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Volterra


                                      *

She was saying, "One arrives to the horrid
of the Balze ... corrosion provoked by atmospheric
agents, steep and deep precipices ... the Balze
terrible shelter for the desperation of
so many suicides ... have engulfed ... " But
there she was and there it was, falling away
below the walls toward the defenseless sea,
wasteland of sand and clay, crumbling even
as we watched, she, a daydream of mine in profile
facing off against my nightmares ...

                                      *

"We go," she said, and walked—oh, she walked—
ahead: "Teatro Romano—theater—the curtain rolled up
in low, thanks to a complex system of telescopes ...
dressed in marble, where the choir found its place,
therefore ... a double order of columns Corinthian,
Carrera stone, brought to light in the years fifty by
Professore Enrico Fiumi with opportune structural
interventions, in an epoch in which it was thought
that work therapy" (here she smirked) "might be
effective remedy for psychic throngs ..." —and
she a dead ringer for that girl in Tallahassee
forty years before, down to that rousing, erect
posture and tiny wrinkles round her dry, ironic eyes ...

                                      *

... sweeping her lovely hand: "From the top of the
mighty blocks of tufa an unforgettable and unusual
show can be admired, as the result of the yielding of
the sandy, em, layers of the Pliocene. Above all at sunset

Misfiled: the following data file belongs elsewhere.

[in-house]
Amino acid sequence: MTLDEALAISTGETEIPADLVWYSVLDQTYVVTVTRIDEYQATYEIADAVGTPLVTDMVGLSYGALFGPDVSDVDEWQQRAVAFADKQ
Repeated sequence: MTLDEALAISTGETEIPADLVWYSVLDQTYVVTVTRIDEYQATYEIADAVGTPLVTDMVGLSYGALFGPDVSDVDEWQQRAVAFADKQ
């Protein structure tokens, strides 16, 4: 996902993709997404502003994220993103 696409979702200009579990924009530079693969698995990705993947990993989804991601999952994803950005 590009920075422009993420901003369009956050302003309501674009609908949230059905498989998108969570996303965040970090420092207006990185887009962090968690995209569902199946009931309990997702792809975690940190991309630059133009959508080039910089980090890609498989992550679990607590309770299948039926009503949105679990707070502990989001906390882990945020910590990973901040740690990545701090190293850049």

the precipice engages unusual and suggestive colorations
when the shadows of the brooms, found on the gray
clays, gives the rosy blue off from the sky background.
There, beyond the abyss, on the frontal cliff tops, Badia
Camaldolese, assembled 1030 and surely abandoned
by the monks in the last century for fear that the building
will collapse" ... Nothing made her smile like Volterra's
teetering on the edge of this geological catastrophe.

                                      *

Regretting all the week's Negronis— " ... so, the building
of housing the Pinacoteca entertains the Pinacoteca and
the Civic Museum: Here are exposed important paintings
deriving from monasteries and city churches. Here, Room
eleven—Ah! Displays the masterpiece of the Tuscan man-
nerism, the admirable Deposition of Giovanni Battista di
Jacopo, famous as the Rosso Fiorentino (em, 1494-1540),
genial and uneasy personality the Rosso performed this work,
definitely the highest expression of his talent, in 1521,
as shown by the inscription in low to the right on the
table here, see, on commission of the Cappella della
Croce di Giorno— Oh! please, no, no—not to touch." A
guard turned toward us. Strikingly handsome, he looked
directly into her gray eyes, and I was a sagging ghost again,
a phantasm who had gone to Italy to warehouse spolia.


Ron Smith

Broad Street

Spring / Summer 2016


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